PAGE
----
Keep in mind that setting a pointer to nullptr won’t set other pointers pointing to the same thing to nullptr, so setting a pointer to nullptr will _not_ save you from dangling pointers!

  • KnowMore

    Can you tell me how to specialize the printArray() For Doubles?
    Thanks In Advance ALEX ! 🙂

    • Alex

      This doesn’t work because you’re trying to partially specialize a function, which C++ doesn’t support (at least as of C++14). Partial template specialization only works for classes, not individual functions. I’m not sure of any way to address what you’re trying to do, other than define a partially specialized class StaticArray<double, size>.

      I updated lesson 13.7 with some information about how to solve this issue.

  • The Long

    Hello Alex.
    I tried this program but it did not very well. Every time I run it, I encounter an error message.
    Here is the code:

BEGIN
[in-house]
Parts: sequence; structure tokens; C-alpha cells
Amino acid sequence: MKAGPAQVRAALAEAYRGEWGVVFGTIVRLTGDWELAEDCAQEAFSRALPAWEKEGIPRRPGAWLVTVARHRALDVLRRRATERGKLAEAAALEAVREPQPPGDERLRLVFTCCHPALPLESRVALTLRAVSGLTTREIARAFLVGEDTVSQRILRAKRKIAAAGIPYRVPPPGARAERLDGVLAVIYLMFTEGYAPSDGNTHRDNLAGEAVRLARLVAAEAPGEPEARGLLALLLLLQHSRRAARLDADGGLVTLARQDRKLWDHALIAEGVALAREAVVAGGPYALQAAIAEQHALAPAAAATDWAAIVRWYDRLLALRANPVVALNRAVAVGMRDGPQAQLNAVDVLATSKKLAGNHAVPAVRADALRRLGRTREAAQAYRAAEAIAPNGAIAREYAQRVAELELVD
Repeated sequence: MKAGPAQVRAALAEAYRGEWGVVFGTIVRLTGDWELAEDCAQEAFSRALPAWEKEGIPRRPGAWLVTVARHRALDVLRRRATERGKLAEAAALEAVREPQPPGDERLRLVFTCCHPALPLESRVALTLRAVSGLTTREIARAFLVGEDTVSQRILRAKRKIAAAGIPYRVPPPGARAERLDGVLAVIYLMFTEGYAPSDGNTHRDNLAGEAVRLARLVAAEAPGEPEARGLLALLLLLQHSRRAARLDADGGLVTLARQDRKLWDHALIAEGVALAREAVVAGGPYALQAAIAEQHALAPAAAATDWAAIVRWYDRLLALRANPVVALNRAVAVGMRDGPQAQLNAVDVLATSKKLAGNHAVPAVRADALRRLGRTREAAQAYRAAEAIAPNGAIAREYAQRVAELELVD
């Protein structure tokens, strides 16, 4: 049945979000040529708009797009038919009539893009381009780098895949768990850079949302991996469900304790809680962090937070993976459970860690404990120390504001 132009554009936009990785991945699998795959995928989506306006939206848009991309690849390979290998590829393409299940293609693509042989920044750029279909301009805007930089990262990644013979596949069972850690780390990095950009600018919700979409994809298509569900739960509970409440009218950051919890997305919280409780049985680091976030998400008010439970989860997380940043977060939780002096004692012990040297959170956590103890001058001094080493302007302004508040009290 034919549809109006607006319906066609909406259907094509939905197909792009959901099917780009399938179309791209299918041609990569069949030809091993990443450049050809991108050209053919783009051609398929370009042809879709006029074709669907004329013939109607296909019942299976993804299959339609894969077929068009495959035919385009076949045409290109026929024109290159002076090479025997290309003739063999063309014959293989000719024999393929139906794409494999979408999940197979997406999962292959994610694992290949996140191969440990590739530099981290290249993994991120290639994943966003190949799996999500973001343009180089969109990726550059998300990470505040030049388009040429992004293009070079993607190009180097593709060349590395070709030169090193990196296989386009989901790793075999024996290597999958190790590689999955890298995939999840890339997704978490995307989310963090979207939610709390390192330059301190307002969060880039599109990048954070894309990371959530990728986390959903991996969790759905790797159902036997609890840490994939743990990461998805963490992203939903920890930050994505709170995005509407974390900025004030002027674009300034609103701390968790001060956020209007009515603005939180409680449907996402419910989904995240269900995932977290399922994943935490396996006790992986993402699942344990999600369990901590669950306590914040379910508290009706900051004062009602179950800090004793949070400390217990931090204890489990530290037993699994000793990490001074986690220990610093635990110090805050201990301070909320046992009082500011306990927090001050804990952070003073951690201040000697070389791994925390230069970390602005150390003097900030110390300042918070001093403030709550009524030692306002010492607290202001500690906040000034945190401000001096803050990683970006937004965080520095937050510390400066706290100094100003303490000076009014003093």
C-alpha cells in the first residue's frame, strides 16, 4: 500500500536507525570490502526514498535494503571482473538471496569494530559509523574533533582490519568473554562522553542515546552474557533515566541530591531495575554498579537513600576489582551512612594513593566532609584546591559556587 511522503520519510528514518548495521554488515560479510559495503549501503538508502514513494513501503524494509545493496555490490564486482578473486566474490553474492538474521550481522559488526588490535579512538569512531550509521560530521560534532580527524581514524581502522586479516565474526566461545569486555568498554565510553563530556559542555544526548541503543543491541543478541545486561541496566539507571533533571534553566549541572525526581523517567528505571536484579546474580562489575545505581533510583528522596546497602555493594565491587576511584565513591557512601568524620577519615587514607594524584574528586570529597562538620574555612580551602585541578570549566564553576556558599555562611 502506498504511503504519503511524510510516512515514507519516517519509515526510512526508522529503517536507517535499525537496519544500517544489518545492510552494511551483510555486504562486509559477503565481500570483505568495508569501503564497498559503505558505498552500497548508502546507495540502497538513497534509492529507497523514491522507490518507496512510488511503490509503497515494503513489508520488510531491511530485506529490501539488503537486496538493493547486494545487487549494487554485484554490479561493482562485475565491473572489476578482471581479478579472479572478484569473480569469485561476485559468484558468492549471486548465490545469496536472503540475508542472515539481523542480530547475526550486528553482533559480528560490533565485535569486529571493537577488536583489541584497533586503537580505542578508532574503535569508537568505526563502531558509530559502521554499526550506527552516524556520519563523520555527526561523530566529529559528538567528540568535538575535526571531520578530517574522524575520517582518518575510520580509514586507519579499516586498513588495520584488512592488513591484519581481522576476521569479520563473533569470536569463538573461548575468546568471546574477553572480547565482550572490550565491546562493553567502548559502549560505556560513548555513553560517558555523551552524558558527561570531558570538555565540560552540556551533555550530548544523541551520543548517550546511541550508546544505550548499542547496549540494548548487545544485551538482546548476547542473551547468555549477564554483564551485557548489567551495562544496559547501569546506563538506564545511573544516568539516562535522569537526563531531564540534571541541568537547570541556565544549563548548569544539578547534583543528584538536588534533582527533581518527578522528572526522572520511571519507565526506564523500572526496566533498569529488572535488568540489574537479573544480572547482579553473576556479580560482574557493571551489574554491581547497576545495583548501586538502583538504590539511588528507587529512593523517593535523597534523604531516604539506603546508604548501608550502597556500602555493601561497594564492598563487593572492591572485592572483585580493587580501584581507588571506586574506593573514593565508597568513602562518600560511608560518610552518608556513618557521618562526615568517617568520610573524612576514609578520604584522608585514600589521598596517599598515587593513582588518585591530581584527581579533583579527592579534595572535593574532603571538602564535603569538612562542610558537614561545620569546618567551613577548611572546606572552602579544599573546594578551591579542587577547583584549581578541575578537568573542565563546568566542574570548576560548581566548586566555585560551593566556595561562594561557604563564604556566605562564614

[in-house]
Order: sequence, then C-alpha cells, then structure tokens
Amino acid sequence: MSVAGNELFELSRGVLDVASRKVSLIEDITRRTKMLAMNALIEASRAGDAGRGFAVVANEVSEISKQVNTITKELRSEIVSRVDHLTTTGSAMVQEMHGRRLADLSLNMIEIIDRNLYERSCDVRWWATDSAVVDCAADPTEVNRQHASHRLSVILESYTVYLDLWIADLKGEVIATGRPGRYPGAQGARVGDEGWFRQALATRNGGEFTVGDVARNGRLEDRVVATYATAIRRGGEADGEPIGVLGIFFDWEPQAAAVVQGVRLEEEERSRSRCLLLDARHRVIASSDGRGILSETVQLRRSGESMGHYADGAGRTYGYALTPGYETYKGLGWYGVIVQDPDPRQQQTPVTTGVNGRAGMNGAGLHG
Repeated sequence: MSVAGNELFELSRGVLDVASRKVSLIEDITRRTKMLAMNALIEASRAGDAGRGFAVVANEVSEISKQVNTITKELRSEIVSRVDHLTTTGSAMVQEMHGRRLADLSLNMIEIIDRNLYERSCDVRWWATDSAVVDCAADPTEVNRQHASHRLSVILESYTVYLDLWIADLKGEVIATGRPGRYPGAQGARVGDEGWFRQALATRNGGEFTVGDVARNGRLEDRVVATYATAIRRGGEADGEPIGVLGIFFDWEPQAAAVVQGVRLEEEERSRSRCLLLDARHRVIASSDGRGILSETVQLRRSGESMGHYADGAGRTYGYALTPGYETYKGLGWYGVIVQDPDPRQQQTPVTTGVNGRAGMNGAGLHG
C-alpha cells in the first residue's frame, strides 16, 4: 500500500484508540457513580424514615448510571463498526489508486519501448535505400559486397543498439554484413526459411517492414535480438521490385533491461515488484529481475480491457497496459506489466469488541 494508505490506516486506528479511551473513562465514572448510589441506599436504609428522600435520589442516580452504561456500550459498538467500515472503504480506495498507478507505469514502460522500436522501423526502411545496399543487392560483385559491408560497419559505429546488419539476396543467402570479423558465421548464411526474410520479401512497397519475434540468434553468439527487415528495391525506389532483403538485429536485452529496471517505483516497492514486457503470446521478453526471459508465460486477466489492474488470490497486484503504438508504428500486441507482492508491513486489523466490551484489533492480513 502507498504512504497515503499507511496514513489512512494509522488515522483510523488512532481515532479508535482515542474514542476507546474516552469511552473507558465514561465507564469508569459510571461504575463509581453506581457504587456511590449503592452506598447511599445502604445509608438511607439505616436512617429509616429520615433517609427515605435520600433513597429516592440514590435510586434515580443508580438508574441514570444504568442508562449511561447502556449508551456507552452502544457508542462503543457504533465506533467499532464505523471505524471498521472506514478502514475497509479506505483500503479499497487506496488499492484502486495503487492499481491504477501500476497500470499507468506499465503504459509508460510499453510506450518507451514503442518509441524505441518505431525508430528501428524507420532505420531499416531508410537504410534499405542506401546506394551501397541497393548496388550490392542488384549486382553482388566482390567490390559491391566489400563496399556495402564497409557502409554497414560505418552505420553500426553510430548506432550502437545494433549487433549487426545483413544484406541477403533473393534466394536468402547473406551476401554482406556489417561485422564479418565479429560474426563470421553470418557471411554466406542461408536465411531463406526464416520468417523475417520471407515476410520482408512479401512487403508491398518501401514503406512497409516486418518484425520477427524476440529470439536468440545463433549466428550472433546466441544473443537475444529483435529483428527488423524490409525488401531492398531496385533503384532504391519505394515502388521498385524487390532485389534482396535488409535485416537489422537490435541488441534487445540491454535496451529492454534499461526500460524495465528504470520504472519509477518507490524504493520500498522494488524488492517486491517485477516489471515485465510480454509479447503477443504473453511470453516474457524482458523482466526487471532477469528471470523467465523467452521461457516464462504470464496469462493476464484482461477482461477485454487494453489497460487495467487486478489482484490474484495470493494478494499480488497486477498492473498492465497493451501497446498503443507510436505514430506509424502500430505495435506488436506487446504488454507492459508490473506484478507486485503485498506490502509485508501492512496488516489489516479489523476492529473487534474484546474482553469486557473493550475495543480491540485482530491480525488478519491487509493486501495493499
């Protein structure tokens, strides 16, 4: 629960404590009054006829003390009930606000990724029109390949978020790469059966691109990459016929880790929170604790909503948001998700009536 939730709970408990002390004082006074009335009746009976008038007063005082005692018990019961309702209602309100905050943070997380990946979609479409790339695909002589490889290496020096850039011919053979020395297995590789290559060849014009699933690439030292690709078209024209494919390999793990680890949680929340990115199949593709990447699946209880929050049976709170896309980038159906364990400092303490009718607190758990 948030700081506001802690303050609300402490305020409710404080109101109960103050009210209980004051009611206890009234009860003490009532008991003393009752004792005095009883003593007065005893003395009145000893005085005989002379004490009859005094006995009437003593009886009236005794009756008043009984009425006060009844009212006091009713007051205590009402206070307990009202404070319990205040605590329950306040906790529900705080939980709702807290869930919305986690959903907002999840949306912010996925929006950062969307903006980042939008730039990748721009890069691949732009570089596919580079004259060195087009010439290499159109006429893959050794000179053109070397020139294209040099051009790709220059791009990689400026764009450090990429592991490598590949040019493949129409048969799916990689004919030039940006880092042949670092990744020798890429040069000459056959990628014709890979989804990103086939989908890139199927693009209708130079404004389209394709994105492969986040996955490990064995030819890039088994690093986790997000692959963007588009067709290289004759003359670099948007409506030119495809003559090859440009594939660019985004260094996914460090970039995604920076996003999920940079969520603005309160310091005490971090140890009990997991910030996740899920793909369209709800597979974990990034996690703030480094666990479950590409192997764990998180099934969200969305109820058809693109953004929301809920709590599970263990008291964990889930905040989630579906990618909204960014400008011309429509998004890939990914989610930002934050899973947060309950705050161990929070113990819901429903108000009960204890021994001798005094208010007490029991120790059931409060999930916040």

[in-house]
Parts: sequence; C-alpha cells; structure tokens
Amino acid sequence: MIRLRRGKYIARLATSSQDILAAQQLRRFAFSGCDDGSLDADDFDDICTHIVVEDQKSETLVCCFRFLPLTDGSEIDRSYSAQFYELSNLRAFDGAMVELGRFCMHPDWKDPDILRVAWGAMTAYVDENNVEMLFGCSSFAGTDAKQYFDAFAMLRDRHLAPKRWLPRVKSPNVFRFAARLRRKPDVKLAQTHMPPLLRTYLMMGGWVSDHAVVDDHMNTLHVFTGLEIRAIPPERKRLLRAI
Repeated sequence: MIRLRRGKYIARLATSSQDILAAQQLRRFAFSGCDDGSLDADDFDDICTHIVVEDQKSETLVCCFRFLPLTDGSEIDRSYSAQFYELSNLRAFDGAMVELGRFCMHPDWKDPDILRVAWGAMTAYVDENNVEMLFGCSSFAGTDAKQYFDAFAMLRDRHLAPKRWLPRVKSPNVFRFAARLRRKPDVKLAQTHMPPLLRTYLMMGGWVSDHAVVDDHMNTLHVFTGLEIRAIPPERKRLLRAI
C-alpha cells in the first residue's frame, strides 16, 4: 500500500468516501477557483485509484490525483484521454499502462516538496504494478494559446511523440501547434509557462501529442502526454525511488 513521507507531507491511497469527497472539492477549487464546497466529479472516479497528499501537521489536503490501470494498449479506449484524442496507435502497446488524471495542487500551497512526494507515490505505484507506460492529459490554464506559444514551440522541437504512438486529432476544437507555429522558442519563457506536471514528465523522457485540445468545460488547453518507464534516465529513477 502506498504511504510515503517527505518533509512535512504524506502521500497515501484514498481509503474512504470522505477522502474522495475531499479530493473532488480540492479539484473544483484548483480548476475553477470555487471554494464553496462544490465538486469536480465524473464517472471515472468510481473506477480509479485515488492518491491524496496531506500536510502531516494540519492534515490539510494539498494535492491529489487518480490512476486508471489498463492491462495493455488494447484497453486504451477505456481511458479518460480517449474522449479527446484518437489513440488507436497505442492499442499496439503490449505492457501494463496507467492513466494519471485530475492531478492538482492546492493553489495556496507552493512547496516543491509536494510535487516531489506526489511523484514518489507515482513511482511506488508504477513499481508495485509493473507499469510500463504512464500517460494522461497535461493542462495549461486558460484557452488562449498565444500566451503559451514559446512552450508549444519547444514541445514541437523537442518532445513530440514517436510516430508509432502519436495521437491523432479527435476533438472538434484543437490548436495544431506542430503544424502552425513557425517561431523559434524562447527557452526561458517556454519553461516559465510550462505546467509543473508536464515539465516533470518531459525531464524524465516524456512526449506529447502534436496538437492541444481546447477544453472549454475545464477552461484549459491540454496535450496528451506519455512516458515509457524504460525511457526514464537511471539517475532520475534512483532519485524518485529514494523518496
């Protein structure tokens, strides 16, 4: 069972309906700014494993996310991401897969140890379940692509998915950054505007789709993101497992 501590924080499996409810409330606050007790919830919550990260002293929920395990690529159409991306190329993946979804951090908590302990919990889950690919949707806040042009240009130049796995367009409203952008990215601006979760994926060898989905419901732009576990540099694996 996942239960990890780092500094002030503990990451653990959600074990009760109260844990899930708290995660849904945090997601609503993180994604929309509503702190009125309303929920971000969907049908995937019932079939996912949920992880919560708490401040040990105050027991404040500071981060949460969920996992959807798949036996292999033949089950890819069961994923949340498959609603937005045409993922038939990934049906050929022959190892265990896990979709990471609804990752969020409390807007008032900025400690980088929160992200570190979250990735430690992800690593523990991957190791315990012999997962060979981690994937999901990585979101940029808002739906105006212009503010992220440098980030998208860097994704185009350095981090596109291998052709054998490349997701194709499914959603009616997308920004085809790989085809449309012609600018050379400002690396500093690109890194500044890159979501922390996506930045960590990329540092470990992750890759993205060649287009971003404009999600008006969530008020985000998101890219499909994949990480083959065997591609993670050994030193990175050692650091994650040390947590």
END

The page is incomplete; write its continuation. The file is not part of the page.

and here is what it print out in the console:
    50            
    Hello         // The string I enter
    Hello         // The output string
    And this is the error message in a box I got after it finish printing. And it happens right after "return 0;" executed (before the main() block finish) and cause the program to crash:
    "HEAP CORRUPTION DETECTED: after Normal block (#195) at /* the address of STR */
    CRT detected that the application wrote to memory after end of heap buffer"
    I did manage the dynamic memory and do nothing to the HEAP. What could be the problem?

    • Alex